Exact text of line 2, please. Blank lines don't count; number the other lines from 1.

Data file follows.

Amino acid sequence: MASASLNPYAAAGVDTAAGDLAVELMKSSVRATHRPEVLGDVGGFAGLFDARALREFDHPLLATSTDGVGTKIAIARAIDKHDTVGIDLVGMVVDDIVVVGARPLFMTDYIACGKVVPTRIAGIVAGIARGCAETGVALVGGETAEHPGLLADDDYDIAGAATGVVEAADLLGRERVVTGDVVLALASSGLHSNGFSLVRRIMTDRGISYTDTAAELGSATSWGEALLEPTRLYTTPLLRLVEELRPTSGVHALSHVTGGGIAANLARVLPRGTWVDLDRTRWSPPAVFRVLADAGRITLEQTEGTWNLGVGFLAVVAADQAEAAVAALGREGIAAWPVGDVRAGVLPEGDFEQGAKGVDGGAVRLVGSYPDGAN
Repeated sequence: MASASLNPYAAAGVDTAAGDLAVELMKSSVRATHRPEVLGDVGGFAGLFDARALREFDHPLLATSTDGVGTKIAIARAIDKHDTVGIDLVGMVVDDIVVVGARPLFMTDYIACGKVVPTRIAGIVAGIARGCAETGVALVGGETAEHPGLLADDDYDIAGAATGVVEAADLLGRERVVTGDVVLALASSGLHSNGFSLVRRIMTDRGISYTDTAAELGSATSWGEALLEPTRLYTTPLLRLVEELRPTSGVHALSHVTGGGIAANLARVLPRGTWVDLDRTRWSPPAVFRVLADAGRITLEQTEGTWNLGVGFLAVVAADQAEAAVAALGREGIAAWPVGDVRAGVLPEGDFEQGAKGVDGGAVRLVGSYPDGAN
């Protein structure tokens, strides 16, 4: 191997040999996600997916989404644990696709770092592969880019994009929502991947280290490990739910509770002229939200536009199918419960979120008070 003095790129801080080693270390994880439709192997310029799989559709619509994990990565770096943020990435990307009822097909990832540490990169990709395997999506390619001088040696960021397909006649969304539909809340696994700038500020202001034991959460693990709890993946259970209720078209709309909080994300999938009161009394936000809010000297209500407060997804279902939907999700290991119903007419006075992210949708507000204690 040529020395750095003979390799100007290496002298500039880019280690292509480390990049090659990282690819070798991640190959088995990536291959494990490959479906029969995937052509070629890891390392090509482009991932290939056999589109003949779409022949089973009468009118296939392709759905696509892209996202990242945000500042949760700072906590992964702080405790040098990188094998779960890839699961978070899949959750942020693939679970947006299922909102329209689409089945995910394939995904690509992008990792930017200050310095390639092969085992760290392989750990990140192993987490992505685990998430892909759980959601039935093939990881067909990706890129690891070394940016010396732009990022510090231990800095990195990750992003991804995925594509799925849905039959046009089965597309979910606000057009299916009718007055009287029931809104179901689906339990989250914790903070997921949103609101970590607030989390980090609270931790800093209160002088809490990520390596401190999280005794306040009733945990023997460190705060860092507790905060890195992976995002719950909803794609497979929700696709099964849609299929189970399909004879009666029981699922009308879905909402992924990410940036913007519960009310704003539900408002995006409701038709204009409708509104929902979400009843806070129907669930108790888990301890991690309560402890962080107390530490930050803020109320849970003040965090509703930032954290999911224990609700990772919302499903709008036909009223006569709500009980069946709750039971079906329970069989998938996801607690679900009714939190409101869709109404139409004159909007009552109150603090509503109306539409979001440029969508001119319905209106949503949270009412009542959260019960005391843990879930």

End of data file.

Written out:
Repeated sequence: MASASLNPYAAAGVDTAAGDLAVELMKSSVRATHRPEVLGDVGGFAGLFDARALREFDHPLLATSTDGVGTKIAIARAIDKHDTVGIDLVGMVVDDIVVVGARPLFMTDYIACGKVVPTRIAGIVAGIARGCAETGVALVGGETAEHPGLLADDDYDIAGAATGVVEAADLLGRERVVTGDVVLALASSGLHSNGFSLVRRIMTDRGISYTDTAAELGSATSWGEALLEPTRLYTTPLLRLVEELRPTSGVHALSHVTGGGIAANLARVLPRGTWVDLDRTRWSPPAVFRVLADAGRITLEQTEGTWNLGVGFLAVVAADQAEAAVAALGREGIAAWPVGDVRAGVLPEGDFEQGAKGVDGGAVRLVGSYPDGAN